…now, we flash back.
Tattersail is woken from her warm bed, which she currently shares with fellow (but subordinate) sorcerer Calot. They’re summoned to a gathering called by High Fist Dujek Onearm. They hurry in that direction, and then we get to see the first bit of visual imagery in the book that made me go “WHOA.”
Drawing her cloak against the chill, Tattersail paused outside the tent and turned to study the enormous mountain hanging suspended a quarter-mile above the city of Pale. She scanned the battered face of Moon’s Spawn – it’s name for as long as she could remember. Ragged as a blackened tooth, the basalt fortress was home to the most powerful enemy the Malazan Empire had ever faced. High above the earth, Moon’s Spawn could not be breached by siege. Even Laseen’s own undead army, the T’lan Imass, who traveled as easily as dust on the wind, were unable, or unwilling, to penetrate its magical defenses.
In other words, the besieged city of Pale has found some powerful friends. Sorcerers called the Tiste Andii, commanded by warlord Caladan Brood (that name!) dropped from the floating mountain to drive back Malazan forces. The long siege has ground to a halt, except for the efforts by the Bridgeburners to keep tunneling under the city walls.
The sorcerers continue into their meeting with Onearm and the Empress’s high mage Tayschrenn, and fellow sorcerer Hairlock (who is dying so dramatically at the beginning of the chapter). It’s an uncomfortable meeting. Hairlock is a dour presence, Tayschrenn a dramatic one, and the plan — to toss six high mages’s power up at Moon’s Spawn — seems a crazy one. It takes more discussion and some poetry before the front-line mages realize who they’re really up against: Anomander Rake, one of the Tiste Andii, and Archmage of Moon’s Spawn. All we know of the Tiste Andii at this time is that they have “elder blood,” and are scary, scary peeps.
The battle begins. The mages cast fiery spells at the floating mountain. It stops in place, something it hasn’t done in years. A portal atop it opens. Great Ravens pour out, and for the first time, Anomander Rake is seen:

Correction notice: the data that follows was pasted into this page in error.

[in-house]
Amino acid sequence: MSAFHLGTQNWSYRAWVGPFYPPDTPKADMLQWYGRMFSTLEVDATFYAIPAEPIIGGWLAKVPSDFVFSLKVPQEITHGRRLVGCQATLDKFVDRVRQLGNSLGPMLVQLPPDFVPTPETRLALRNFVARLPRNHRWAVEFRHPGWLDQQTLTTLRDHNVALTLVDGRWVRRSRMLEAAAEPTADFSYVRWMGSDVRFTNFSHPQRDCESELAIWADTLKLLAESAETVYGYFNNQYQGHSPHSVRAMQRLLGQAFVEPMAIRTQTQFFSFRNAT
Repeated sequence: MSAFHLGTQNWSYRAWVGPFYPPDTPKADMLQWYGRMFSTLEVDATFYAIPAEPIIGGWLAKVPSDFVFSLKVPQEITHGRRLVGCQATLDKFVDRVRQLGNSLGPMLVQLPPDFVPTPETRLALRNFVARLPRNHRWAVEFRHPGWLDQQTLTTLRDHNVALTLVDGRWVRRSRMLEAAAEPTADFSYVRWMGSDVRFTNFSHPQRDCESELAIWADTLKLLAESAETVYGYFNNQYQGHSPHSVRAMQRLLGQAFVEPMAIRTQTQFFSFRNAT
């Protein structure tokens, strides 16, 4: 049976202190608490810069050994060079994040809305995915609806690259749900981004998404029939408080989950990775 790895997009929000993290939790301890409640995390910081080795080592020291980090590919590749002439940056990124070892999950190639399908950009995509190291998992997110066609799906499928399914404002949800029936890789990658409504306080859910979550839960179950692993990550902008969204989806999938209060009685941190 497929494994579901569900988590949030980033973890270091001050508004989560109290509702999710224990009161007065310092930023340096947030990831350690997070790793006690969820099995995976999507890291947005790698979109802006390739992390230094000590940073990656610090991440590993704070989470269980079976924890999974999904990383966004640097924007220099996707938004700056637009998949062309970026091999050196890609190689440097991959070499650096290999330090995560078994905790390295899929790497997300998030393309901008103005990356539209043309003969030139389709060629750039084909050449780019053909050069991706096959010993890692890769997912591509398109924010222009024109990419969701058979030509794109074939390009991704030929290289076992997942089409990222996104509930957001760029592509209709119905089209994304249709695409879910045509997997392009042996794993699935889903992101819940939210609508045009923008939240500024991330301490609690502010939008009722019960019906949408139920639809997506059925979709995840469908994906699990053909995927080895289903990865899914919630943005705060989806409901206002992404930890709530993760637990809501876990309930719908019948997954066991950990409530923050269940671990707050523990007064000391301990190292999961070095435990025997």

(Italics are in the original) Mane of Chaos. Anomander Rake. Lord of the black-skinned Tiste Andii, who has looked down on a hundred thousand winters, who has tasted the blood of dragons, who leads the last of his kind, seated in the Throne of Sorrow and a kingdom tragic and fey – a kingdom with no land to call its own.
The mages loose all their power, but Rake responds with a black, necrous power that engulfs the whole army as it roils toward them. This is something different. “Kurald Galain sorcery. Elder magic, the Breath of Chaos.” Hairlock is struck down. Calot diverts his power to protect his lover and commander Tattersail’s. Mages fall to demons and fire. When Tattersail can raise her head again, she sees the cost of this battle: Onearm’s host is obliterated. Three of the six mages are dead.
And, something worse: she can feel that something else was involved, something big, something different. The scene feels like it was touched by the involvement of …a god? Hood, the god of Death? No. Something else. Her sight keeps swiveling back toward the young woman who travels with the Bridgeburners, but that seems like a dead end.
Quick Ben and the other Bridgeburners work hurriedly to do something with Hairlock’s fading body. It’s strange magic, magic Tattersail doesn’t know (to her shock). They work swiftly to try and avoid the attention of the fifteen year old girl called Sorry in their ranks. In the end, they hand Tattersail a small package and send her across the killing fields to set it in her tent. Ravens scatter as the package moves through them.
The siege of Pale is done. Next up is Daujhistan. The army doesn’t pause.
Tattersail returns to her tent with the package. She sets it down and reaches for her prophetic Deck of Dragons. It calls to her. She’s indulging in some anguished reflection when the package moves. Twitches. Then says her name. And out of the wrapping steps a yellow marionette that speaks with Hairlock’s voice. He’s undergone soul shifting, an ancient, chaotic magic. In his presence, Tattersail’s warren (her magical source and conduit) springs to life. The deck is calling her. She has to answer.
First card to set the stage! The Knight of Dark, black-skinned, half-dragon, with something just out of sight above his head. Second card! Oponn. The Jester of Chance. A lady and a lord, twins, balancing. A tiny disc is suspended in the small space between them. The coin is spinning in the card. Hairlock commands her to draw a third card, but …no. She holds. The marionette is furious, but Tattersail knows what she needs to know. She hears a spinning coin; Hairlock does not. The Knight of Dark is out there, unpredictable and cold, but Chance’s coin is spinning. “Oponn whirled two faces to the cosmos, but it was the Lady’s bet. Spin on, silver. Spin on.“